An 1852 dispatch concerning an “Experimental Line of Railway in Bengal” shows that the section had been approved “commencing at or near Calcutta to form part of a trunk line to connect to Delhi” and that “we have lately sanctioned a second section which will extend this line to Rajmahal”. Also that it is desirable immediately to commence similar work in the Upper Provinces...” The dispatch shows a change of heart, the draft shows, “commencing with such places as Allahabad and Cawnpore” which the EIC were going to build funded by a Government loan but before the dispatch was sent other information arrived and the draft dispatch was altered passing the decision back to Government [3]. Clearly the outcome of this was that the EIR were authorised to construct these extensions to the railway.

It was not until August 1854 that the EIR opened its first section from Howrah to Hooghly, a distance of 24 miles (38km. On 3rd February, 1855, the first portion of the line, 121 miles(194km) from Howrah) to Burdwan ( towards Delhi), was opened by Lord Dalhousie [4].

In the spring of 1857 the Indian Mutiny broke out and as a consequence a large portion of the work of construction was delayed[5]. Eight members of EIR staff lost there lives and remembered on the Memorial at Cawnpore Church[6]

The line was extended to Rajmahal in October 1859 and opened by the first British Viceroy, Lord Canning on 15 October 1860. From Rajmahal EIR's lines proceeded westwards along the Ganges rapidly reaching Bhagalpur in 1861, Monghyr in February 1852 and Mughal Sarai (across the River Ganges from Benares) in December 1862. This last section included the EIR's first tunnel, the Jamalpur Tunnel; and the first major bridge on the route, the Soane Bridge near Arrah [4].By 1864, the EIR had arrived in Delhi although it was not until 1871 that the Bombay-Calcutta route was completed when the GIPR reached Juppulpore.

By 1865, with the opening of the Naini Bridge (over the Jamuna River at Naini, near Allahabad), there was a through line from Howrah (on the right bank of the Hoogly River facing Calcutta) to Agra (on the left bank of the Jamuna River facing Agra, a line length of 1017 miles(1630km) [4]

In 1866 the Yamuna Railway Bridge (Delhi) was constructed in 1866 by the East India Railway (EIR) and connected the two principal cities of North India Calcutta and Delhi; this being the last link of the trunk line on this route. [7]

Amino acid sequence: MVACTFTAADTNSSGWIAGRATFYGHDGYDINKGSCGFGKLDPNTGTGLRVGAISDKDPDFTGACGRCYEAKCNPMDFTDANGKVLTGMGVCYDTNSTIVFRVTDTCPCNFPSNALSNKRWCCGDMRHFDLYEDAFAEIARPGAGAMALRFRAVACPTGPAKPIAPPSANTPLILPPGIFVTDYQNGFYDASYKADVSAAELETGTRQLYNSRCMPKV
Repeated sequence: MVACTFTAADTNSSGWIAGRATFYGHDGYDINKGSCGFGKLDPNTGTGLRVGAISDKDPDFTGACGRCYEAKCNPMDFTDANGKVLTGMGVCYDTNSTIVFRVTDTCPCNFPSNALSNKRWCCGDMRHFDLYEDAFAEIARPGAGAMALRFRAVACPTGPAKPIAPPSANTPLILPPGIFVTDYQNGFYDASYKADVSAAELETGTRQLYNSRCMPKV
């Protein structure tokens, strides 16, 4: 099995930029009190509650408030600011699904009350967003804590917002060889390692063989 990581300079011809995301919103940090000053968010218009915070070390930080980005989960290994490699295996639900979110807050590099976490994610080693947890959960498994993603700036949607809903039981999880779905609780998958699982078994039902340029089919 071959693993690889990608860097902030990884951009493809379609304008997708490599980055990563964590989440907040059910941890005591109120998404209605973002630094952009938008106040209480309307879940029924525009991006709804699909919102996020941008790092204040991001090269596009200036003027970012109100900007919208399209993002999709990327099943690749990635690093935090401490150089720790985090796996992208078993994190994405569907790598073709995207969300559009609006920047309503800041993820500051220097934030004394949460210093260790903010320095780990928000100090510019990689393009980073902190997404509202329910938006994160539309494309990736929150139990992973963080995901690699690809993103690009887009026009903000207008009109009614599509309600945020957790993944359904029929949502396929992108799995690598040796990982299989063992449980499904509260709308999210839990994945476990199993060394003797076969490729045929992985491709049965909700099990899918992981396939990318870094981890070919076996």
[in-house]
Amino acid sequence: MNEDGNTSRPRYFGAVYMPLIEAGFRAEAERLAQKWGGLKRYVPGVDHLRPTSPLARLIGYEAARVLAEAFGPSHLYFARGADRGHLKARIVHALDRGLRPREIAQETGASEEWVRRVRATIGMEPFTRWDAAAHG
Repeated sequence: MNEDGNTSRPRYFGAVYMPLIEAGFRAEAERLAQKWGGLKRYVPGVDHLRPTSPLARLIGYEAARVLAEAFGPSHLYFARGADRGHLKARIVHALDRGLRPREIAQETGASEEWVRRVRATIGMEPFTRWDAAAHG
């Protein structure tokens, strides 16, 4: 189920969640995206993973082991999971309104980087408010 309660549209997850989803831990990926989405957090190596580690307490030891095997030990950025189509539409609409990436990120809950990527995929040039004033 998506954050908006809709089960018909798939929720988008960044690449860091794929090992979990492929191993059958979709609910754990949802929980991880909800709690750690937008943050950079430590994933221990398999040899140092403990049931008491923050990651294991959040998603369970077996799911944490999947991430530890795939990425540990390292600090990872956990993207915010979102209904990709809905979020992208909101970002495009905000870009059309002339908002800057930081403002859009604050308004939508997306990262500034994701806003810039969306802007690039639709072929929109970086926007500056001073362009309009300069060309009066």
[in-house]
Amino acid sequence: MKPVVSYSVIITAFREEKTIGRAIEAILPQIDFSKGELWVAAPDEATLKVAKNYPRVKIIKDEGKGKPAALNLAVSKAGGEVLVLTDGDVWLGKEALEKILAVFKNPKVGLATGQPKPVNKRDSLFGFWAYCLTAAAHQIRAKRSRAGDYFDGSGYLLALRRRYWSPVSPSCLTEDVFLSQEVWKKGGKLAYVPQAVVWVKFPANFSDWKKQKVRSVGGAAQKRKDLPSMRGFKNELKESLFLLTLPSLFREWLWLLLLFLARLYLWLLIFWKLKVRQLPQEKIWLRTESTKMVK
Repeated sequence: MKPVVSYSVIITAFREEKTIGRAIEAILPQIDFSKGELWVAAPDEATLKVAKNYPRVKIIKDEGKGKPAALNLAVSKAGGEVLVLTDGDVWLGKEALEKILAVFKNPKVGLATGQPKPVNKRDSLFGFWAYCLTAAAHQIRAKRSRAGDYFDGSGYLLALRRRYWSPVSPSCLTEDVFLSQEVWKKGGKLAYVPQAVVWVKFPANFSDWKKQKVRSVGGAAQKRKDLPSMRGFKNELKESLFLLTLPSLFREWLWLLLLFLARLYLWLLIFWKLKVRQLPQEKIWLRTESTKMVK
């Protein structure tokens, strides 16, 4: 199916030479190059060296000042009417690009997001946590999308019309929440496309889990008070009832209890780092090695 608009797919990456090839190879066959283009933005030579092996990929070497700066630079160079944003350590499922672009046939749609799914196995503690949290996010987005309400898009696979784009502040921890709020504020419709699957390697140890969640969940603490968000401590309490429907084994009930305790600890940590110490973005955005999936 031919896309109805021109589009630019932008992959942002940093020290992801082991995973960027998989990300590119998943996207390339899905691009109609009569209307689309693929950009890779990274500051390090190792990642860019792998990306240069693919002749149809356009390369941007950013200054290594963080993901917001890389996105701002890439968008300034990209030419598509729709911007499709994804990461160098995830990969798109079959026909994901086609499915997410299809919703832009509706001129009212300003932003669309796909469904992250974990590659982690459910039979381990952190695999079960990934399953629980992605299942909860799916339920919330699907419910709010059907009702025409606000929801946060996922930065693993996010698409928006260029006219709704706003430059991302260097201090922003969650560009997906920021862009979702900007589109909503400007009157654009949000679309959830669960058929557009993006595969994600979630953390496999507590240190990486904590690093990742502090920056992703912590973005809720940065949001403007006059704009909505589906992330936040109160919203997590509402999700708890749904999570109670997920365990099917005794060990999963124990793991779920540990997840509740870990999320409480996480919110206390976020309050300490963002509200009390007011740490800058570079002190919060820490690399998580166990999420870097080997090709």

The “1870-71 Annual Report for Indian Railways“ for the EIR gives Broad Gauge (BG) ‘Main Line’ 1278 miles(2057km) open and ‘Jubbulpore Line’ 224 miles(360km) open. The Report also gives the 'progress and commercial' summery for the railway - see separate pages for details.

The Government of India (GoI) acquired the assets of the EIR on 31 December 1879 while leaving the management to the private company.

In 1887 the Jubilee Bridge was completed, crossing the Hooghly River between Naihati and Hooghly. The bridge was constructed by the EIR and connected to the East Bengal Railway(EBR) enabling freight traffic from upper India to run to the Port of Calcutta [8].

Progressive development of the EIR network continued such that by 1918 there was over 2400 miles (3840km) of broad gauge(BG) track.[9]

The Government of India (GoI) took over the direct running of the EIR on 1 January 1925. Six divisions of the EIR were created:- Howhah, Asanol & Dinapore known as the lower divisions; Moradabad, Lucknow & Allahabad, the upper divisions.

In 1952 the EIR was split to form two Zones of Indian Railways:-
Northern Railway’comprised the EIR Moradabad, Lucknow & Allahabad Divisions, which were added to other railways to form the ‘Northern Railway Zone’ - see separate page
Eastern Railway’ ’comprised the EIR Howhah, Asanol and Dinapore Divisions, which were added to to other railways to form the ‘Eastern Railway Zone’ - see separate page


‘Howrah Railway Station’ was the terminus of the ‘East Indian Railway’ (EIR) from the time of the inaugural train on 15 Aug 1854. Howrah was connected to Calcutta crossing the Hooghly River first by boat then, from the early 1870’s by the ‘Howrah Floating Bridge’ and finally in 1943 by the ‘Howrah Bridge’ - see separate page

Locomotive, Carriage & Wagon Workshops

EIR Collieries and Coal Supplies

See separate pages